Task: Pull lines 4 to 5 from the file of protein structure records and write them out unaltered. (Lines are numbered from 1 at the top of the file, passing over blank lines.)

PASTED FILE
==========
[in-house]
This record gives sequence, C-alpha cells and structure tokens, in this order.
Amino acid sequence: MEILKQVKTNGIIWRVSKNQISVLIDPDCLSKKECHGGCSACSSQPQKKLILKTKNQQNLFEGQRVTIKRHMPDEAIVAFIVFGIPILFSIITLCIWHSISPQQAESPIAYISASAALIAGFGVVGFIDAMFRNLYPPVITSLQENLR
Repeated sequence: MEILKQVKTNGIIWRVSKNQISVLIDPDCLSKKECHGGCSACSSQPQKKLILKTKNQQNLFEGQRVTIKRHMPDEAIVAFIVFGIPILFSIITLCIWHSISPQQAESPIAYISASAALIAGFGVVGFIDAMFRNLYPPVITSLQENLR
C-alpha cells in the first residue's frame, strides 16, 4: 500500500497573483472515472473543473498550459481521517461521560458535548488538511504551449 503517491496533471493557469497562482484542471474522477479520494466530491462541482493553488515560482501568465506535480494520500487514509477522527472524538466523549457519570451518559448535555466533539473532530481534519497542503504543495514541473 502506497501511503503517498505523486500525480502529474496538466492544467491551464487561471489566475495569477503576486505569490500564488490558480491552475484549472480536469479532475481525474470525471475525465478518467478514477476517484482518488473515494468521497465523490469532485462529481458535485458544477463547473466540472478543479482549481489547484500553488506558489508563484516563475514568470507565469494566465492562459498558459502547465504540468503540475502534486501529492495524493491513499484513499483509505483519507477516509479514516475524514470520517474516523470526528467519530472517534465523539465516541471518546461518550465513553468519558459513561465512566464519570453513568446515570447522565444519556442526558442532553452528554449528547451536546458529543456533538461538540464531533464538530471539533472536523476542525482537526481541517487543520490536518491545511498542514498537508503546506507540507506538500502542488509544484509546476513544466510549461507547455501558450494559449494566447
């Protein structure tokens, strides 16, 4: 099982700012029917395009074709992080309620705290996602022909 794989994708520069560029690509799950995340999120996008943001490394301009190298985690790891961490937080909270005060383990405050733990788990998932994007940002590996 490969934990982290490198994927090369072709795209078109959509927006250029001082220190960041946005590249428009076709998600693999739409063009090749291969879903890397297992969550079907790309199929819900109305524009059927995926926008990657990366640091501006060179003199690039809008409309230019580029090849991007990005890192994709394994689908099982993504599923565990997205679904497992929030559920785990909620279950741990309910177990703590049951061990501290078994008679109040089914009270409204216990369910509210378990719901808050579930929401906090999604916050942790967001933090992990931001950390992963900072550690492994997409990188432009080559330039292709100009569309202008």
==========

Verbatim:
Repeated sequence: MEILKQVKTNGIIWRVSKNQISVLIDPDCLSKKECHGGCSACSSQPQKKLILKTKNQQNLFEGQRVTIKRHMPDEAIVAFIVFGIPILFSIITLCIWHSISPQQAESPIAYISASAALIAGFGVVGFIDAMFRNLYPPVITSLQENLR
C-alpha cells in the first residue's frame, strides 16, 4: 500500500497573483472515472473543473498550459481521517461521560458535548488538511504551449 503517491496533471493557469497562482484542471474522477479520494466530491462541482493553488515560482501568465506535480494520500487514509477522527472524538466523549457519570451518559448535555466533539473532530481534519497542503504543495514541473 502506497501511503503517498505523486500525480502529474496538466492544467491551464487561471489566475495569477503576486505569490500564488490558480491552475484549472480536469479532475481525474470525471475525465478518467478514477476517484482518488473515494468521497465523490469532485462529481458535485458544477463547473466540472478543479482549481489547484500553488506558489508563484516563475514568470507565469494566465492562459498558459502547465504540468503540475502534486501529492495524493491513499484513499483509505483519507477516509479514516475524514470520517474516523470526528467519530472517534465523539465516541471518546461518550465513553468519558459513561465512566464519570453513568446515570447522565444519556442526558442532553452528554449528547451536546458529543456533538461538540464531533464538530471539533472536523476542525482537526481541517487543520490536518491545511498542514498537508503546506507540507506538500502542488509544484509546476513544466510549461507547455501558450494559449494566447